Plagiarism in College

Nazahria East, Correspondent

GS Writing and literature professors expressed the ways they reduce plagiarism incidents within their classes.

Why it matters: Many students seek homework help from online sources when they are stressed from work overload or maybe because of bad time management. Regardless of the circumstances, academic dishonesty is inexcusable.

  • “I try to do more free writing in class which limits the tools they have access to,” said senior writing and linguistics lecturer, Sheila Neilson. 
  • In short writing assignments when students use a few sentences from an outside source, it’s not fair to treat it as plagiarism on the first occurrence,” said principal lecturer, Dr. Bradley Edwards. “So in the first incident for lower level courses I assign a zero and email them explaining plagiarism and the future consequences.”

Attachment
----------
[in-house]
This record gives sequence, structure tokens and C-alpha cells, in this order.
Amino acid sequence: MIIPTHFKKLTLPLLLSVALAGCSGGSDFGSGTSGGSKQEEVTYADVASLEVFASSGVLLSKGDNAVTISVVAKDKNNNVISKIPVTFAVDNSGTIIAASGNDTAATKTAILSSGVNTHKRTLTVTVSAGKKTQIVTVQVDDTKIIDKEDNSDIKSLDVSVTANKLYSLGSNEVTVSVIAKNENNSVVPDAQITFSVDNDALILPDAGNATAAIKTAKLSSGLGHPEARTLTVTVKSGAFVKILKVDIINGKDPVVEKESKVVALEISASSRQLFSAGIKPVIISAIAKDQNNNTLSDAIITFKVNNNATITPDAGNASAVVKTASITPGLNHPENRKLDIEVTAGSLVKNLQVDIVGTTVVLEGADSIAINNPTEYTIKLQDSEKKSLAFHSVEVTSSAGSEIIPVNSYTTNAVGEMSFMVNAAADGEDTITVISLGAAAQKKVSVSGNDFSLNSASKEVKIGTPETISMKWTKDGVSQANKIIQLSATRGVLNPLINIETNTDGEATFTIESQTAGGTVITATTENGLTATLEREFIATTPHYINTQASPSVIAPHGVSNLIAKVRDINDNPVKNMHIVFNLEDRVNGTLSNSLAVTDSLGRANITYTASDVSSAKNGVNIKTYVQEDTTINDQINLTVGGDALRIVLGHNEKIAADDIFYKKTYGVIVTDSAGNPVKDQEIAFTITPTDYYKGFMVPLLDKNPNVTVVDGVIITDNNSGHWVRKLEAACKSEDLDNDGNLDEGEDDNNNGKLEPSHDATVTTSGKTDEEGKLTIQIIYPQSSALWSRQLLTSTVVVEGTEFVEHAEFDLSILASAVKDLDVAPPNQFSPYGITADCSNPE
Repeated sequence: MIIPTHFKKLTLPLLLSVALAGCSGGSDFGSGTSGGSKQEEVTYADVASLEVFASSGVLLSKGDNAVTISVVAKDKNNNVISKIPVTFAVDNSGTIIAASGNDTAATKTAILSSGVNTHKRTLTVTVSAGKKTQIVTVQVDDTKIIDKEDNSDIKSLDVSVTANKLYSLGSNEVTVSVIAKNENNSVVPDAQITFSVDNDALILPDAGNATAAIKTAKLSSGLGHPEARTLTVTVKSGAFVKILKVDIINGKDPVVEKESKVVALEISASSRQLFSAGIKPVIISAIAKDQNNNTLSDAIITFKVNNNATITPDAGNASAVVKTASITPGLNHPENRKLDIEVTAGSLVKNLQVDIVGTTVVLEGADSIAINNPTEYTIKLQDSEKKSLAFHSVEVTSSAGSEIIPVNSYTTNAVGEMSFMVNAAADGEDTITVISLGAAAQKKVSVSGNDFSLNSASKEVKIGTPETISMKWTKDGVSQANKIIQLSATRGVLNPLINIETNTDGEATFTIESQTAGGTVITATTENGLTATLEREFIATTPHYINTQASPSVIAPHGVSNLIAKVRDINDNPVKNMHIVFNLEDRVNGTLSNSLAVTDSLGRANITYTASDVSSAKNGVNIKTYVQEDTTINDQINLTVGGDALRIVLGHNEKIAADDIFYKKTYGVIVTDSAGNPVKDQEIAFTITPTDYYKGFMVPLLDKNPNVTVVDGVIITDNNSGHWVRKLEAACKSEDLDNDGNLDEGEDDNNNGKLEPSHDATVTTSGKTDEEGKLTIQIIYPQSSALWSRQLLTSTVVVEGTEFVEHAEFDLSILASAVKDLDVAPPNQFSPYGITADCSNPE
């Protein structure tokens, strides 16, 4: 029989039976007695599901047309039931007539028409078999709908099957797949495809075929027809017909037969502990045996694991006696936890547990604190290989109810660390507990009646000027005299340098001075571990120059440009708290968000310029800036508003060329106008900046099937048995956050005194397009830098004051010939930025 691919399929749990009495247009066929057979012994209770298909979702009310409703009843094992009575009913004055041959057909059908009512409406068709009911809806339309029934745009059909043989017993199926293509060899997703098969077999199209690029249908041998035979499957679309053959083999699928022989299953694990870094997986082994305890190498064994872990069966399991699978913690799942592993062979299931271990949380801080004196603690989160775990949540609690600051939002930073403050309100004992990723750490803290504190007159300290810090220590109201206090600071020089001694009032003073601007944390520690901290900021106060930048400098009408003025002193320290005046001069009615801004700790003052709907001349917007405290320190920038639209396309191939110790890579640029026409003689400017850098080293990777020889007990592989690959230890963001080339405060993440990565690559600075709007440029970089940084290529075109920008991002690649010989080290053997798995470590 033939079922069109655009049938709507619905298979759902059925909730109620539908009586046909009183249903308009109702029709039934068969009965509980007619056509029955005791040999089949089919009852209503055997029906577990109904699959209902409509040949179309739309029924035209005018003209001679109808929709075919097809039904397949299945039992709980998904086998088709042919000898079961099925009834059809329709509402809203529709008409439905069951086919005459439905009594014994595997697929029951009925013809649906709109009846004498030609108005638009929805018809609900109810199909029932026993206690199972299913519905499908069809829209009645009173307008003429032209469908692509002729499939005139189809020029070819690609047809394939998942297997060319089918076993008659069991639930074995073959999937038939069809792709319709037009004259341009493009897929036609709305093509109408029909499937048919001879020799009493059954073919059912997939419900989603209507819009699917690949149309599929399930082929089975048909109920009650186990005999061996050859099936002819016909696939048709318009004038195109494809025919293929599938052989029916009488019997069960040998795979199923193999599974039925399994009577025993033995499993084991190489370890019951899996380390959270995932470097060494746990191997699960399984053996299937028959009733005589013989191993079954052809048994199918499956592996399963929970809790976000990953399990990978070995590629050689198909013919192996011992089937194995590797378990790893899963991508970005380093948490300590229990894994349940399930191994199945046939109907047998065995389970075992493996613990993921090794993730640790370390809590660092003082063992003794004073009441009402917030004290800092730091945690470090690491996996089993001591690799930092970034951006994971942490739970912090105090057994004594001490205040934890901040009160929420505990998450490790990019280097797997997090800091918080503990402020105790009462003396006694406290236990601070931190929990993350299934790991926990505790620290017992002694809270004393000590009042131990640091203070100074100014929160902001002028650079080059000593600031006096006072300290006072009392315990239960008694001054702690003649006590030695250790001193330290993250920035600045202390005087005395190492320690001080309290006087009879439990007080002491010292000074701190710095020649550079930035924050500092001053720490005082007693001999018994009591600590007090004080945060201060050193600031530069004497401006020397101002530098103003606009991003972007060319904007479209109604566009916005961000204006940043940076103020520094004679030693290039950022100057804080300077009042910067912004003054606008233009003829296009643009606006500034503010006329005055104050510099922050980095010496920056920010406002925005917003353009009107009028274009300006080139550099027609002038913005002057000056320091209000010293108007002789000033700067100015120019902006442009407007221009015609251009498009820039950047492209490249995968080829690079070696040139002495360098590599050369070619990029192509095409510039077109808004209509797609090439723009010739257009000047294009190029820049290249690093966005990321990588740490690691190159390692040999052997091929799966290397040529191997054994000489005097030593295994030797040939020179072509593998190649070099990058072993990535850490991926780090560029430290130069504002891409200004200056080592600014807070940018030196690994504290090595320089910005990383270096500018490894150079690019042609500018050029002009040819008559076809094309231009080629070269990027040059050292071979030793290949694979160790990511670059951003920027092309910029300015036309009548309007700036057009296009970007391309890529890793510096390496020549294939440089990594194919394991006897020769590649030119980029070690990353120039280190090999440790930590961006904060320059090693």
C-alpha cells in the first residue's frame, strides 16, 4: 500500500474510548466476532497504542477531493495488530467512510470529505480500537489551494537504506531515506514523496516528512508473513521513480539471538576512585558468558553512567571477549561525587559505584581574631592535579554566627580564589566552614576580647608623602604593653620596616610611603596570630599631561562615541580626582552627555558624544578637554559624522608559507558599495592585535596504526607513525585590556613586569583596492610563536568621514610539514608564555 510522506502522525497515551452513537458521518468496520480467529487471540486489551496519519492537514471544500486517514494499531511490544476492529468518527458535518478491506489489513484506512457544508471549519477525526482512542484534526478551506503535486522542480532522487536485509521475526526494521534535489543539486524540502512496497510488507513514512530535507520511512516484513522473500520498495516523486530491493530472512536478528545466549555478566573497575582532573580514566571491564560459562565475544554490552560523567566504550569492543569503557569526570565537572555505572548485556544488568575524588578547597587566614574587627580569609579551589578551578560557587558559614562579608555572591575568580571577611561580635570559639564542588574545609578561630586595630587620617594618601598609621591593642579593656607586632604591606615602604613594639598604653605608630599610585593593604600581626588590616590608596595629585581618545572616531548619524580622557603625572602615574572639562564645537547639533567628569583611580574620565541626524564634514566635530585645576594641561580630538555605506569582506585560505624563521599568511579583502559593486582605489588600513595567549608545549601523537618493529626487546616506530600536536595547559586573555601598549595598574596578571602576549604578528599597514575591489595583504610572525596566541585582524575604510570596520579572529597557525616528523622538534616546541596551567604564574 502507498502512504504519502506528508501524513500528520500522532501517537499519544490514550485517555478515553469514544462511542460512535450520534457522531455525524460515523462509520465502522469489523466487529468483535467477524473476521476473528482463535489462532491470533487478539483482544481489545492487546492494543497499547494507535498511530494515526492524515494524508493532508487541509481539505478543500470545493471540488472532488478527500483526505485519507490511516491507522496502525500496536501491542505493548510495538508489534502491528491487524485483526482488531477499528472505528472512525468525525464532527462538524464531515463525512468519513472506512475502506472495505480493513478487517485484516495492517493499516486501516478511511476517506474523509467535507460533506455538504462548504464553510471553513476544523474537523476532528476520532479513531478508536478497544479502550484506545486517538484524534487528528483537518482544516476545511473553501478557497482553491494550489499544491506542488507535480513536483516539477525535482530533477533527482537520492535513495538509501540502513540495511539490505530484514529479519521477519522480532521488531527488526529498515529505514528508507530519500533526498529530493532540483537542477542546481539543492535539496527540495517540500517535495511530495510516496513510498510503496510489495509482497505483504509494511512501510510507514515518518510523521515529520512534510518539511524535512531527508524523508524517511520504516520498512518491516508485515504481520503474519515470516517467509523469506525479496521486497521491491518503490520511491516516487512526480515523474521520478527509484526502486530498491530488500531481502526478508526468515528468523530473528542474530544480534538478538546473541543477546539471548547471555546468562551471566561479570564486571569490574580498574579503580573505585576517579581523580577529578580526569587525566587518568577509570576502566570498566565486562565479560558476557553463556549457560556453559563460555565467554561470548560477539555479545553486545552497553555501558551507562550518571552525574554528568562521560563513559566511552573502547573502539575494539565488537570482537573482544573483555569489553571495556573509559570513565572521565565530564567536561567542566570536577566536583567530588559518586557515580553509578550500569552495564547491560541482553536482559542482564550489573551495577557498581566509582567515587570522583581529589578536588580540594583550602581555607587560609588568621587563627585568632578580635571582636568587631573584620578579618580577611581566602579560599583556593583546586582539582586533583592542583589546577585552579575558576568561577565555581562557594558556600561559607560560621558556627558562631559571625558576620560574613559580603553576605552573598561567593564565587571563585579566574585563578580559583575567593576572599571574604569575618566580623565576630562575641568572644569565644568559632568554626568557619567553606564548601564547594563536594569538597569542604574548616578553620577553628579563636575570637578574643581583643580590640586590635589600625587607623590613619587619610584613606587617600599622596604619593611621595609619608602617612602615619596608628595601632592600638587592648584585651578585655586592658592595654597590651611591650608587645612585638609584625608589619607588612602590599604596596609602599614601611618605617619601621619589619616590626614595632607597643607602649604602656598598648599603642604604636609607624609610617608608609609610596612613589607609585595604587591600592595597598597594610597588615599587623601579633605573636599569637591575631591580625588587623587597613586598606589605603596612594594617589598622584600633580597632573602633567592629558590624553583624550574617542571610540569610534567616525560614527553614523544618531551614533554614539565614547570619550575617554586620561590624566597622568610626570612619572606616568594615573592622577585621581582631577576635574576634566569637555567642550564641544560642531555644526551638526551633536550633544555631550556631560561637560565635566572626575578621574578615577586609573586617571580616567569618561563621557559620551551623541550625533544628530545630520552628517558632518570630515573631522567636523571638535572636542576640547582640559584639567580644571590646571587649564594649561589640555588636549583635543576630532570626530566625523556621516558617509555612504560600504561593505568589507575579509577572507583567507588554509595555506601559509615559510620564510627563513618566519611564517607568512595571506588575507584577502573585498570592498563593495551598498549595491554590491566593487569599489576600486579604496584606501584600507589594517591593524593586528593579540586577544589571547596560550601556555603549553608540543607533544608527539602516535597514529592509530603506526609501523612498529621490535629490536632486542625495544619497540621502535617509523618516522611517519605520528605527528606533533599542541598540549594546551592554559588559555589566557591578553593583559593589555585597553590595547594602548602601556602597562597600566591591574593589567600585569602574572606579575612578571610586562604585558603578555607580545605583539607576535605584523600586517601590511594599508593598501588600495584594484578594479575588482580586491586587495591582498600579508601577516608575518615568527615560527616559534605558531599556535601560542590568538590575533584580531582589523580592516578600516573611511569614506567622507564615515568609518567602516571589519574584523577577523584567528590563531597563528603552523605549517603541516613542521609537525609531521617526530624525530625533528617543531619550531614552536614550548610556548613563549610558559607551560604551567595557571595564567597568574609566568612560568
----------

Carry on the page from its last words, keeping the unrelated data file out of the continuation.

What we know: Professors study their students’ choice of language and dialect which makes catching plagiarism a lot easier.

  • “I don’t immediately jump to the conclusion that it’s plagiarism, but it makes me stop and look closely,” said Neilson.
  • “I encounter plagiarism every semester,” said Edwards. “I noticed a cultural shift in the last 10 years where students don’t realize they are plagiarizing since they are so used to getting answers from google.”